In dispute

Craft packages ordered =0, craft packages received =0

Every Inchie Monday has the word “dispute” as the theme. The entries this week are particularly brilliant so do buzz over and follow the links to see them. It’s amazing what brilliant ideas everyone has and even more amazing about how much detail can be squeezed on to such a tiny canvas. My inchies relate to one of the biggest, not to mention bitterest disputes, in the UK – the miner’s strike. At the time of the strike, I lived in London and worked for the BBC and the miners strike made the news more or less every day.

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 Anyone who remembers the  strike will undoubtedly have an opinion on it, rarely will you find someone who sits on the fence. Although I didn’t live here at the time, the part of the world I now live in had mining and the steel industry at its heart. It’s not unusual, even almost 30 years later, to come across neighbours, friends and even families who no longer speak to each other because of what happened during the strike. My first inchie uses a picture of a mining village ripped apart with a little broken heart.

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The next reminds me of a wall near my uncle’s house in Doncaster, another South Yorkshire mining community which was filled with graffiti related to the strike. “Scab,” was the word shouted at miner’s who crossed the picket line.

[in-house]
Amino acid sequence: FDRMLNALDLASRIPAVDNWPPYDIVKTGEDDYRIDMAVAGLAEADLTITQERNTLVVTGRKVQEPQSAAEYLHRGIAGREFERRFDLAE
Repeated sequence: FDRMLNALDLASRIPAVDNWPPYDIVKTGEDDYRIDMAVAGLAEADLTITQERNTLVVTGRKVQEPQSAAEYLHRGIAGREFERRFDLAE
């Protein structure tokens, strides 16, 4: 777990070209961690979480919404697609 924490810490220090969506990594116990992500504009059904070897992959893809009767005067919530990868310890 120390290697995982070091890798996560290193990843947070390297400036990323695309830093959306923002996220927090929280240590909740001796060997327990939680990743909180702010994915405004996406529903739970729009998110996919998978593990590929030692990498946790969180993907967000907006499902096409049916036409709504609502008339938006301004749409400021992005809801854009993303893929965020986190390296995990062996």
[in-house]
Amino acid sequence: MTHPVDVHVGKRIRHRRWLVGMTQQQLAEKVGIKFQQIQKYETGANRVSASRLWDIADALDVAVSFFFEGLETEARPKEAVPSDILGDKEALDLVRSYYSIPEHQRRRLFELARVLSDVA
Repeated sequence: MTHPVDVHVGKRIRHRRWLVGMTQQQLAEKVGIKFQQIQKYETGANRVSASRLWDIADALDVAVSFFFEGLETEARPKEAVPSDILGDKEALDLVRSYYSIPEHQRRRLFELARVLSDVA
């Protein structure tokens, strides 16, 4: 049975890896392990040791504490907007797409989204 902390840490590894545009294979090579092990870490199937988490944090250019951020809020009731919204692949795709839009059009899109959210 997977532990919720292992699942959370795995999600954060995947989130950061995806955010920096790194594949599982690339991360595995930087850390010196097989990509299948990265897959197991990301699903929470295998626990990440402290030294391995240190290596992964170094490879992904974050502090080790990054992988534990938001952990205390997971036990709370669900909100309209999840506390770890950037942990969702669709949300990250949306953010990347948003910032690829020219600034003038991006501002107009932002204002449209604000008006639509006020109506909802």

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I used a piece of Stampbord and used a marker pen to write the word, adding blotches to look like paint running down. Then I scratched a brick pattern and smudged on a little Black Soot distress stain.

P1060017Coal not Dole became a well known chant. I’ve used a little image of a sticker and mounted it on a black card inchie. I’ve added some black gems to represent coal.

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The final inchie uses a different sticker. I added a couple of diamante “tears” to this one.

Thanks for buzzing by.


Comments

In dispute — 6 Comments

  1. Wow, your inchies are so evocative of a very distressing time in this countries ‘recent’ history. I remember the miners strike and the coal miners who came to picket our railway station – think their aim was to stop the signal men working.

    You have really made me stop and think about that time, your inchies are very good.

    Dionne

  2. I love your ideas this week. When I was a kid there was a strike at the local meat packing plant, where most of my family worked. I remember my mom saying that she was not a “scab” So seeing this reminded me of that time. great job & I love the sparklies!

I really appreciate it when people take time to leave a comment, thank you so much for doing so :)